Eventually, the Pakistani Army arrived, the crowds dispersed, and embassy staff was able to escape – but not before another American had perished, U.S. Army Chief Warrant Officer Bryan Ellis of Swansboro North Carolina. Ellis, who tragically burned to death, was discovered in the wake of the attack and was eventually buried near his home in North Carolina. Steven Crowley was interned at Arlington National Cemetery. In total, six people died in a matter of hours, including both U.S. servicemen, two Pakistani employees in the embassy, and two demonstrators.
In the aftermath, the U.S. embassy was left completely destroyed, the U.S. diplomatic presence in-country was significantly reduced, and relations between the U.S. and Pakistan – Cold War allies, but already strained – further declined. No arrests were made, and the response from the Pakistani government was limited. A post-incident investigation conducted by the U.S. found that protestors began firing at the embassy when they thought – incorrectly – that Marine Security Guards fired on them first.
In addition to the embassy, other sites throughout Pakistan were targeted as well, including the U.S. consulate in Karachi, several libraries, and the Bank of America office in Islamabad.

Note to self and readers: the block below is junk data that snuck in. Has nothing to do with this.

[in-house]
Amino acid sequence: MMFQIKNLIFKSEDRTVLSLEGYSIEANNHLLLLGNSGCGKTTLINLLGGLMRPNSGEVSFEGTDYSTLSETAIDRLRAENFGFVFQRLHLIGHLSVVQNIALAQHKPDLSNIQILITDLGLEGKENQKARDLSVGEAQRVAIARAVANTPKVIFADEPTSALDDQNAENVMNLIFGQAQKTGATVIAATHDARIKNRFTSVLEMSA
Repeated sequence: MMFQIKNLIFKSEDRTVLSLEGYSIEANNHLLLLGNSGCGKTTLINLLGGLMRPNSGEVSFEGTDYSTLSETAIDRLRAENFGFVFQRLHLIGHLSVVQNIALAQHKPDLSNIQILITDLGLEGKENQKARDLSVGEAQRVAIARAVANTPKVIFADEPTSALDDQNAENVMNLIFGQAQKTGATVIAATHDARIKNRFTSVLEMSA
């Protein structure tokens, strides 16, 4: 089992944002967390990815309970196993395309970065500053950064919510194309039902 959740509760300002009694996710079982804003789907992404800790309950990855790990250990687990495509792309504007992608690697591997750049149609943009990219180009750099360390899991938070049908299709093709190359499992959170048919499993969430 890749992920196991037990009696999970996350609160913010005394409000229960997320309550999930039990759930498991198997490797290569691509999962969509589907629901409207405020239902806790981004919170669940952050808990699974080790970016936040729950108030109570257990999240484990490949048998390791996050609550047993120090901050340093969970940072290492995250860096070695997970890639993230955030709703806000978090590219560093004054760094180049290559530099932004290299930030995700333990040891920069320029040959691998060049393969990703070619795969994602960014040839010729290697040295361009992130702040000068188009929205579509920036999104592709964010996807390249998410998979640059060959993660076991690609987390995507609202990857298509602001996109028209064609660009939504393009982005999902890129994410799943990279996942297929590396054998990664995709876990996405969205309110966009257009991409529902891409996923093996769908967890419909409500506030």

Looking back, the attack on the U.S. embassy in Pakistan is important to remember for a number of reasons.
The first – is to remember the names of the brave and patriotic Americans who lost their lives in the line of duty on that day and to recognize the service of those in the diplomatic corps, the military, and the U.S. interagency, who often serve in extraordinarily dangerous regions, sometimes at disconnected and austere posts, in order to ensure the defense of America and our allies.
Second – from a comprehensive security perspective, the embassy attack provides another insightful example of how quickly events can ascend the escalation ladder. The attack on the U.S. embassy in Islamabad essentially went from a calm and routine day to the death of Americans in very short order. Additionally, the attack occurred in concert with numerous other incidents that all seemed to gain inspiration from the entirely erroneous claim that the U.S. was behind the seizure of the Grand Mosque – an instructive lesson in the ramifications of false information.